Belly laughs as Ker­rie en­ter­tains

Argyllshire Advertiser - - NEWS - Laura Maxwell ed­i­tor@ar­gyll­shiread­ver­

With read­ings from each of her four books in­ter­spersed with ques­tions from the crowd and quirky anec­dotes, the Mel­bourne-born, belly-danc­ing au­thor en­ter­tained her avid read­ers.

Much of Ker­rie Noor’s earthy hu­mour is cen­tred on her great love – belly danc­ing – and its in­flu­ence is felt all over her orig­i­nal book se­ries, the first of which is en­ti­tled Sheryl’s Last Stand.

The cen­tral char­ac­ter in this book is more than sim­ply a mem­ber of a lo­cal trav­el­ling Scot­tish belly dancers’ group. Sheryl is a Lochgilp­head woman – mid­dle-aged, celi­bate with­out choice and with plum­met­ing self-con­fi­dence and a loathing for her body shape. Belly danc­ing ap­pears to let Sheryl, and Ker­rie, re­dis­cover a love of their own body.

‘You’re us­ing parts of your body, probably out of com­mis­sion for a while, like the pelvis and it makes a part of the body, you’re maybe not keen on, sexy.’

The fe­male char­ac­ters in the book get up to what loud ladies in a small town would en­joy; gos­sip and drama.

‘There is an el­e­ment of bitch­i­ness about it, which I ex­ag­ger­ated in the book. Or maybe it was just me that was bitch­ing.’

But two books later in the se­ries, Ker­rie is chang­ing di­rec­tion. Her new book, Rebel With­out A Clue, is a sci-fi dystopian novel about a male alien from a fe­male-dom­i­nated planet land­ing in Glas­gow.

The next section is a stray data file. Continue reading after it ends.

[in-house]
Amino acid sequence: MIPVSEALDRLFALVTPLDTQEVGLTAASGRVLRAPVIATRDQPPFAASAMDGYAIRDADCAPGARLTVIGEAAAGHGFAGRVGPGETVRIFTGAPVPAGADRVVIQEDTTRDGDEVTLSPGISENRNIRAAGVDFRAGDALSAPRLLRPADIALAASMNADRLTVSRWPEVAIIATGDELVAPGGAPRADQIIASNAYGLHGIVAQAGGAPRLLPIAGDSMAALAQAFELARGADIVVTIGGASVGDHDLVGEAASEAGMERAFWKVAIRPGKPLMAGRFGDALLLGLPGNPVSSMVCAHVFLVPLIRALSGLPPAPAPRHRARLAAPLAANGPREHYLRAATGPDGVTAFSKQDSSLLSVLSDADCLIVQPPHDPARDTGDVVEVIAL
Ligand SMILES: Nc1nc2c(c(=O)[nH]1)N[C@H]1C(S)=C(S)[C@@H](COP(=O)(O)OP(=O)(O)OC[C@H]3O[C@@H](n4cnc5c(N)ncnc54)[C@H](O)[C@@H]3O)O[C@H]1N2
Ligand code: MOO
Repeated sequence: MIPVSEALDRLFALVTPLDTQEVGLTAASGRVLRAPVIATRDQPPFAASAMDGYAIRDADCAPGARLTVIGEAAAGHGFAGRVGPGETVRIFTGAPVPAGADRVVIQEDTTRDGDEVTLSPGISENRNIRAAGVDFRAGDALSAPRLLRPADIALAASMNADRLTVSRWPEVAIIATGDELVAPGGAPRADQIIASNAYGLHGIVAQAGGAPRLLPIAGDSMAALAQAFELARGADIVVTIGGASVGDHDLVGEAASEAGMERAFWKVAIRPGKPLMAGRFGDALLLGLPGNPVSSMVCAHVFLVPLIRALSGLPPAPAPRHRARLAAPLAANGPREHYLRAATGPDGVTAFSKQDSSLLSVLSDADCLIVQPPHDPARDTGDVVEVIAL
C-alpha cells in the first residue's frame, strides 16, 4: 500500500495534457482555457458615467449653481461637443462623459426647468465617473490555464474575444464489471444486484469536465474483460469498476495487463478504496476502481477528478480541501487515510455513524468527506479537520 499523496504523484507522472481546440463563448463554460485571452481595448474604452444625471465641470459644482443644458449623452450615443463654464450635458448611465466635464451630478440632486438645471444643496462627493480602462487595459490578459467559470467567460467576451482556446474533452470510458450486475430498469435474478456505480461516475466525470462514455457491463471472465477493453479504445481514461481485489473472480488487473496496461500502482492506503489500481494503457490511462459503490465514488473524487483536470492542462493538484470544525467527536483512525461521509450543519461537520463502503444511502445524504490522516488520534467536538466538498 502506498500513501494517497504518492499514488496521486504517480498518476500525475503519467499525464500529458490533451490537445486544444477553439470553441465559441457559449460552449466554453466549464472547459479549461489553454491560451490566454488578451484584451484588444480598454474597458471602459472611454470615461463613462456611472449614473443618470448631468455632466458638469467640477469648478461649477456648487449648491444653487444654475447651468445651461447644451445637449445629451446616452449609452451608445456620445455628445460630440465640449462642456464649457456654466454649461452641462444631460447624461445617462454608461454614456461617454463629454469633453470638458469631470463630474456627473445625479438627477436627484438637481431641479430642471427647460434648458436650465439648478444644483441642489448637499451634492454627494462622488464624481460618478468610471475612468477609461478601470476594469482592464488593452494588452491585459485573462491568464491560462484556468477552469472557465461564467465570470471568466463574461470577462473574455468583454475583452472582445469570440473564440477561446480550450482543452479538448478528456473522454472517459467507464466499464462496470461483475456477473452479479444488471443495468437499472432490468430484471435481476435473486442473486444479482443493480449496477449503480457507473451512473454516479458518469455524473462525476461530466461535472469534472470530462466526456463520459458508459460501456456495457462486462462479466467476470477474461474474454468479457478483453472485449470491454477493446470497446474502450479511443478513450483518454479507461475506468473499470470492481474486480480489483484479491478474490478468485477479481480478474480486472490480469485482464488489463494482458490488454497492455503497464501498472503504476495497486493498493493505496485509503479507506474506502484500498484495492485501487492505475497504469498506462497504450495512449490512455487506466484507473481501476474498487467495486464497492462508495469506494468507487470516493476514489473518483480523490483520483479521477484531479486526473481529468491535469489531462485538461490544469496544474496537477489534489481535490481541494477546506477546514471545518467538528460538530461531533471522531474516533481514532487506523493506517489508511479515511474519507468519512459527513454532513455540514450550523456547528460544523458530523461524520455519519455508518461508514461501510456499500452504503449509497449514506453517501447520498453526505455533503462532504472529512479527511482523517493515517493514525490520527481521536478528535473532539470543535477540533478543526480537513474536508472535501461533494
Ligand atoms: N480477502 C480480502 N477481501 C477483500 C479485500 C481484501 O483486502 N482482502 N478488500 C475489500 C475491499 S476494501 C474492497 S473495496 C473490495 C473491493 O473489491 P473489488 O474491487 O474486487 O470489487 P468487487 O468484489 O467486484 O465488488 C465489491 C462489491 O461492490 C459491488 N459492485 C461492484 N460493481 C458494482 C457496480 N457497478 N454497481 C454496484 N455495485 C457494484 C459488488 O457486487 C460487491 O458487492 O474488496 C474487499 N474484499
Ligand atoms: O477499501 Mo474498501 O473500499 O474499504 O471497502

‘There’s ac­tu­ally not a lot of sex in my books,’ says Ker­rie. ‘Ex­cept maybe no­body hav­ing any.’

The story starts out as a re­ver­sal of The Handmaid’s Tale, with women of this planet no longer need­ing men to re­pro­duce and evolves, through a plot de­scribed as ‘mad’, into an out­sider’s per­spec­tive of Glas­gow.

‘The male alien Le­g­less goes down to earth and goes around fer­til­is­ing all these women, and doesn’t un­der­stand this world where he’s in charge.

‘Most of the time I was the only woman liv­ing in a cul­ture dif­fer­ent from my own. I be­gan to see sto­ries in out­siders.’

Be­ing an Aus­tralian in Scot­land – and on top of that mar­ry­ing into a Bangladeshi fam­ily – would give that out­look, of ev­ery­thing be­ing fa­mil­iar but just off a little.

The lan­guage is the same, with the ac­cents dif­fer­ent. The ru­ral com­mu­nity is the same, only with less ter­ri­fy­ing mon­sters to deal with in Ar­gyll. This is the out­look Le­g­less finds him­self in as a dom­i­nated man in a world of dom­i­nant men.

Such an off-the-wall plot with no clear mes­sage makes the book an ink blot test - you take what you’re look­ing for from it. Maybe you even see some­thing else with an­other look.

Ker­rie ex­plained: ‘Orig­i­nally I wanted it to be all hu­mour. I sup­pose I’m driven about power and con­trol and it’s re­ally fas­ci­nat­ing when you start to think about it be­cause peo­ple dom­i­nate in quite small ways.’

So maybe the point was to gain the women’s per­spec­tive for men to re­late to?

Ker­rie is cur­rently work­ing on her fifth book, the se­quel to her dystopian sci-fi named Rebel With­out A Bra, and she will keep belly danc­ing around Lochgilp­head.

‘At the be­gin­ning you just write, and you just open up your mind and stuff comes out and you’ll find that all this stuff comes out that you didn’t re­alise you were think­ing about. It’s amaz­ing. You ac­tu­ally dis­cover so much about your­self.’

Au­thor and Ar­dr­ishaig res­i­dent Ker­rie Noor en­ter­tained a li­brary full of book lovers on Wed­nes­day June 20.

Newspapers in English

Newspapers from UK

© PressReader. All rights reserved.